VBScript Variable Declaration with Data Types: Dim, String, Boolean

Variables form the basis of programming. Variables are used to hold value or an expression. Whenever you have a piece of data to work with, you will have to declare a variable.

For example, if you have to store names of students or salaries of employees, you will be using variables named students or salaries.

Variables can also be used for holding expressions. Suppose you have stored the marks of a student in English and Mathematics using the variables markE and markM.

You want to find the total marks. Then, you can use a variable named markT and set its value to markE + markM. In other words, markT = markE + markM. Here, markT is a variable which holds an expression.

Declaring Variables

Declaring variables is the same as creating variables because you are instructing the computer to reserve memory space. You can name the variable the way you want. It can be short names like x, y or z or more self-describing names like student, Name, salary etc. Providing clear and meaningful names to variables is considered a good programming practice.

There are certain rules for VBScript variable names.

  1. Variable name must begin with a letter. Examples: salary, mark etc. Variables beginning with numbers or special characters are not allowed. Examples: 1stSchool, 3rdCar, _name etc.
  2. Variable name cannot exceed 255 characters.
  3. Variable name should not contain a period (.).

For declaring variables, you need to use the keyword Dim. Suppose you plan to use a variable named “salary” in your VBScript program, syntax

Dim salary;

Just declaring the VBS variables will not help you, use it. You will have to assign a value to it at some point or another and this process is known as initializing the variable. If you are planning to declare a variably named salary, then you can code like this:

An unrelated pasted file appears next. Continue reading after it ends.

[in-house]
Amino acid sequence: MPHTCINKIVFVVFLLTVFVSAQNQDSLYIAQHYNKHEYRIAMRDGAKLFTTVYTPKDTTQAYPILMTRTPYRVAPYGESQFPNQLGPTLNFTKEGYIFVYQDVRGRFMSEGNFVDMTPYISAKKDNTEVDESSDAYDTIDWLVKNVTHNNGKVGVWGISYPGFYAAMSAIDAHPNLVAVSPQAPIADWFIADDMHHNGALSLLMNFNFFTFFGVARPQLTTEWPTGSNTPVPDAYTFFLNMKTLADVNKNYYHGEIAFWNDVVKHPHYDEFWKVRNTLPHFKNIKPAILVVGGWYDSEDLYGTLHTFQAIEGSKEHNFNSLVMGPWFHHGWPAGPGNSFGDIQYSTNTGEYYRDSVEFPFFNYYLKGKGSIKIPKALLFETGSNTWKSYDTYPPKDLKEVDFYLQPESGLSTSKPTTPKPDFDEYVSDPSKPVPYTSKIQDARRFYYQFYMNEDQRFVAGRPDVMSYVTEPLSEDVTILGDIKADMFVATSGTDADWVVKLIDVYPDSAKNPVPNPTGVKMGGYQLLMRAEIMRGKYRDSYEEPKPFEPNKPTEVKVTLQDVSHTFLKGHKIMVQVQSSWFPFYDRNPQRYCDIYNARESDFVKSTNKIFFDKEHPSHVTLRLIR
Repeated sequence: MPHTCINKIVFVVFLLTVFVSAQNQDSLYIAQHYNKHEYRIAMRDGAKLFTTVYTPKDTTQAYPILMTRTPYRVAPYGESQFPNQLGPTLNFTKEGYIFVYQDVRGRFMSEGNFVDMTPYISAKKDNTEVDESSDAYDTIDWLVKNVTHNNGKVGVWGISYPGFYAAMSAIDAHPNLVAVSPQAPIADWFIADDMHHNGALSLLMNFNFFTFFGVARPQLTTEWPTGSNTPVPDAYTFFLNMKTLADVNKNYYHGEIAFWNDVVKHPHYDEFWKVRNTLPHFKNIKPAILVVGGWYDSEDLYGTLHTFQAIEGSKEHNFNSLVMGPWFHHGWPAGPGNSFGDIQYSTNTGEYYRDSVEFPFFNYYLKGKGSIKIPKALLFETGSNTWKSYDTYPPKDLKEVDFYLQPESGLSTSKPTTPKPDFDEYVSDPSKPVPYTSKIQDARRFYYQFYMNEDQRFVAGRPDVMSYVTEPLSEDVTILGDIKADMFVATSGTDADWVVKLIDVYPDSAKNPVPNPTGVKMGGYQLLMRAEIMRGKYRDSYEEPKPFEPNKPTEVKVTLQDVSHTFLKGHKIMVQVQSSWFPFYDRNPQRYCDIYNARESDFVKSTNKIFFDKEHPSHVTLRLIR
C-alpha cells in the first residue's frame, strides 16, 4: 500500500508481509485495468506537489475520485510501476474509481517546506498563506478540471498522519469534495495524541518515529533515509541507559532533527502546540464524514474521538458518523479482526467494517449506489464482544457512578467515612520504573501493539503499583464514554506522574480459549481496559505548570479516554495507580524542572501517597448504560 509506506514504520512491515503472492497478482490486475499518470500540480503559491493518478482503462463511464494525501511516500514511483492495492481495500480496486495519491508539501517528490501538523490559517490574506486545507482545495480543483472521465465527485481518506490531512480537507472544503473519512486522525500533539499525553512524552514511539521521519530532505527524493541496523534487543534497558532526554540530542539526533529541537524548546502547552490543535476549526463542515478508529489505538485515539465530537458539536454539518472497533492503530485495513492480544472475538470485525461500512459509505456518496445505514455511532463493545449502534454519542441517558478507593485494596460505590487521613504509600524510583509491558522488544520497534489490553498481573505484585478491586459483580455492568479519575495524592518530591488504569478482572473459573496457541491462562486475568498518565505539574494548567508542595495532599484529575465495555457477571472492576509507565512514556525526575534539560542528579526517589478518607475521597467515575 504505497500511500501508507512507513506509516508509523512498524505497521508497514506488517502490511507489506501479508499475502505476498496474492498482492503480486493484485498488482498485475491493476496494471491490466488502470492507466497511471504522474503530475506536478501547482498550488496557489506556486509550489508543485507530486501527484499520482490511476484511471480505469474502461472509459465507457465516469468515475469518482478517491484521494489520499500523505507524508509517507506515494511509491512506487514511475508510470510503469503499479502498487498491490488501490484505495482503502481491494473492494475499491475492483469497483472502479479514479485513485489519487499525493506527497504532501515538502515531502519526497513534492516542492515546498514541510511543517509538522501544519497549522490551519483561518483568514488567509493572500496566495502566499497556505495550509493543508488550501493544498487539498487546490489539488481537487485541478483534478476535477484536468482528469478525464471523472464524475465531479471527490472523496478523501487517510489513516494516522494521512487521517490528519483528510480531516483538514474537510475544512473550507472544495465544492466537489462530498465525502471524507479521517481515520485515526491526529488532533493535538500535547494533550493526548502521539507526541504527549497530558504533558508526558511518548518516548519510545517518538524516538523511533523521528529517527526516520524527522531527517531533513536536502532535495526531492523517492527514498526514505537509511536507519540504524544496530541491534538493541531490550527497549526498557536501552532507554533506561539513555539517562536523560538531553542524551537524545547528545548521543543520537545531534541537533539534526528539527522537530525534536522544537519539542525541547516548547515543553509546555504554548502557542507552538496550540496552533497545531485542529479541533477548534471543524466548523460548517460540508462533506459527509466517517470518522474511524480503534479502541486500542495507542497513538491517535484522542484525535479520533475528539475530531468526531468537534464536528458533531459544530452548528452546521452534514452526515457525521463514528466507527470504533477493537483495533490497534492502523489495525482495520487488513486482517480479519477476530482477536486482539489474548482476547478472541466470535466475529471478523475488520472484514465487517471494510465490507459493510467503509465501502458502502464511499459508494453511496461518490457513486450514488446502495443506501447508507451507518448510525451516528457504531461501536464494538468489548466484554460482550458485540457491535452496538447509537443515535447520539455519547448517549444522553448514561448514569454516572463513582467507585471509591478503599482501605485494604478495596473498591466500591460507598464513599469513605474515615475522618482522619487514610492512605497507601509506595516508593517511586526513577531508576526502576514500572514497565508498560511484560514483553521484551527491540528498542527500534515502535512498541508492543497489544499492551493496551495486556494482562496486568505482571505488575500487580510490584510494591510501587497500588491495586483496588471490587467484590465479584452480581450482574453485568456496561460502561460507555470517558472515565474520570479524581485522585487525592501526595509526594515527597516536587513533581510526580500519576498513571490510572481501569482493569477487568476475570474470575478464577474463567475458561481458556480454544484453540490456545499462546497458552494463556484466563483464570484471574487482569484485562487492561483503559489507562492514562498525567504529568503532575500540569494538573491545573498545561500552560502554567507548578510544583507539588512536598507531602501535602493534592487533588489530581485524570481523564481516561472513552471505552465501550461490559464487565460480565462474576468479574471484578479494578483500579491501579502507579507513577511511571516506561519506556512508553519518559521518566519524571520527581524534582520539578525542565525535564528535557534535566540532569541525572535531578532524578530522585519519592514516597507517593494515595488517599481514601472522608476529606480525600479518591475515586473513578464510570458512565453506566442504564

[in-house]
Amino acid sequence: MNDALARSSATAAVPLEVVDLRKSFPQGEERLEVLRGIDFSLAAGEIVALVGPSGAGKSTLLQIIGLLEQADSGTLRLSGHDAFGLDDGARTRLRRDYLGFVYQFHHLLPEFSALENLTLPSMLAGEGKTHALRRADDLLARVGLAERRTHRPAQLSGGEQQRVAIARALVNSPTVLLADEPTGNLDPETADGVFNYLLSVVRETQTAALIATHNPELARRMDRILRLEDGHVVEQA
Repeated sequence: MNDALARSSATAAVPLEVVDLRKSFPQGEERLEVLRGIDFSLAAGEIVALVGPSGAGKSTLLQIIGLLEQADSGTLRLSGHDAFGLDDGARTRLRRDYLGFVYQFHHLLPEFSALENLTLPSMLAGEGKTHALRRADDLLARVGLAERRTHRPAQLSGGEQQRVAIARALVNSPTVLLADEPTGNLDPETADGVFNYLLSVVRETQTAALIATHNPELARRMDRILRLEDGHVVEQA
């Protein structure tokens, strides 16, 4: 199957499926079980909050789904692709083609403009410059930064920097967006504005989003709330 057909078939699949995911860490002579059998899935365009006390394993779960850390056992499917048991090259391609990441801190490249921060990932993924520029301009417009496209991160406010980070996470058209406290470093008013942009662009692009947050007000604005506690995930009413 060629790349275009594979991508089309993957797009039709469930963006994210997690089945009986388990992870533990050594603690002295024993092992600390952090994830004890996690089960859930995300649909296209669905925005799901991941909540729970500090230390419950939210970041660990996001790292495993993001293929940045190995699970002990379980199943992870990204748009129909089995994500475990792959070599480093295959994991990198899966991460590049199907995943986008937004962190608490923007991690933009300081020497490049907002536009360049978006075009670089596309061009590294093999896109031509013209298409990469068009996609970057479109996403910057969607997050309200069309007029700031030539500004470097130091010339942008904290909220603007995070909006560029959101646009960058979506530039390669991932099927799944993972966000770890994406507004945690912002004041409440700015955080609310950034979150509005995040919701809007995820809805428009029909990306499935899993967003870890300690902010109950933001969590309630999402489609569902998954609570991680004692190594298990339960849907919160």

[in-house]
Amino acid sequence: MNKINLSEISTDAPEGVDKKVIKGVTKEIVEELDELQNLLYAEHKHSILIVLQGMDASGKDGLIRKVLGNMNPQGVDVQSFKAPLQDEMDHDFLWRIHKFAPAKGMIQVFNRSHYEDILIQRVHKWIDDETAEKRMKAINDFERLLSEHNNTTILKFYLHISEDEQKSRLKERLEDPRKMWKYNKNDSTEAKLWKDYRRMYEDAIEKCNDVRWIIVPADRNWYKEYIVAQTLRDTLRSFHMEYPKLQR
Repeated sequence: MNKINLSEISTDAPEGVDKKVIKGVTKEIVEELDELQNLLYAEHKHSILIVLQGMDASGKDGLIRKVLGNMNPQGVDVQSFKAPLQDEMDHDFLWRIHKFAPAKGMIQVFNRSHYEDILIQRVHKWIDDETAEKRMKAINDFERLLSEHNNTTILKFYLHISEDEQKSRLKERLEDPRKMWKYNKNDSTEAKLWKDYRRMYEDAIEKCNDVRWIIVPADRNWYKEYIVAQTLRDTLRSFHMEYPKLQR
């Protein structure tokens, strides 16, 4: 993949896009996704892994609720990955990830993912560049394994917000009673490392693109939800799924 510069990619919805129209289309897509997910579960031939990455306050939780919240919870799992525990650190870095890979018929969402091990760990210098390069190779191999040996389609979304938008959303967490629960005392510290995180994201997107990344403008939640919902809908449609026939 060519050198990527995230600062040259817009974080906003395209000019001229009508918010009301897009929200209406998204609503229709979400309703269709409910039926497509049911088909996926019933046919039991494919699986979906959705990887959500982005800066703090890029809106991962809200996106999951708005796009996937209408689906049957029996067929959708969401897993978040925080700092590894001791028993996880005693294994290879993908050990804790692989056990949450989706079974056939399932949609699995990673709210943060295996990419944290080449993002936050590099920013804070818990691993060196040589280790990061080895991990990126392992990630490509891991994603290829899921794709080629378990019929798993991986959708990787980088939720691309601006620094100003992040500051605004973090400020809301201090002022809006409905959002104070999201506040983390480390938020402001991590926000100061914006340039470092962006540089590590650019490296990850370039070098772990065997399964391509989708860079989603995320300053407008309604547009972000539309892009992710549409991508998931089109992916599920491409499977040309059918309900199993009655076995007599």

Dim salary
salary = 10000

The important thing you need to make sure is that you should not assign a value to the variable as and when you declare it. Suppose you write a statement like this:

Dim salary = 10000

If you try to output salary using document.write, it will not return any output.

Code Example

Step 1) Open your text editor and add the following lines of code.


<script type="text/vbscript">
Dim variable1
‘Dim variable2 = "Smith"


Step 2) Save this file as variable.html in your preferred location and then open this in IE (following the steps specified in the previous chapter). Now, you will see the value John on the browser.

Step 3) Next, uncomment line # 11 & 12

Again save the file and refresh the IE browser if it is already opened or open the file in the IE browser. You might be wondered to see nothing; neither John nor Smith. The problem here is that you tried to assign the value to the variable while declaring it which is not allowed.

Loose Binding

VBScript provides you the freedom to use variables without declaring it (called loose binding). For example, without having the statement Dim student, you can assign a value to the variable student like – student = “John”

But, it is not at all a good programming practice. If you use a variable without declaring it and misspell the same variable when you use it again, VBScript will not prompt you of the error.

So to make the code easier to read and to identify the errors, you should use the Option Explicit statement at the beginning of your code so that you will be forced to declare all your variables even if you forget to do so. To avoid variable type related issues, it is always good to specify the statement Option Explicit at the beginning of your VBScript code.

Code Example:

Step 1) Open your text editor and add the following lines of code.

<script type="text/vbscript">
Option Explicit
‘Dim markE, markM, markT
document.write("Your marks in English is " & markE & "." & "<br />")
document.write("Your marks in Mathematics is " & markM & "." & "<br />")
document.write("Your total marks is " & markT & ".")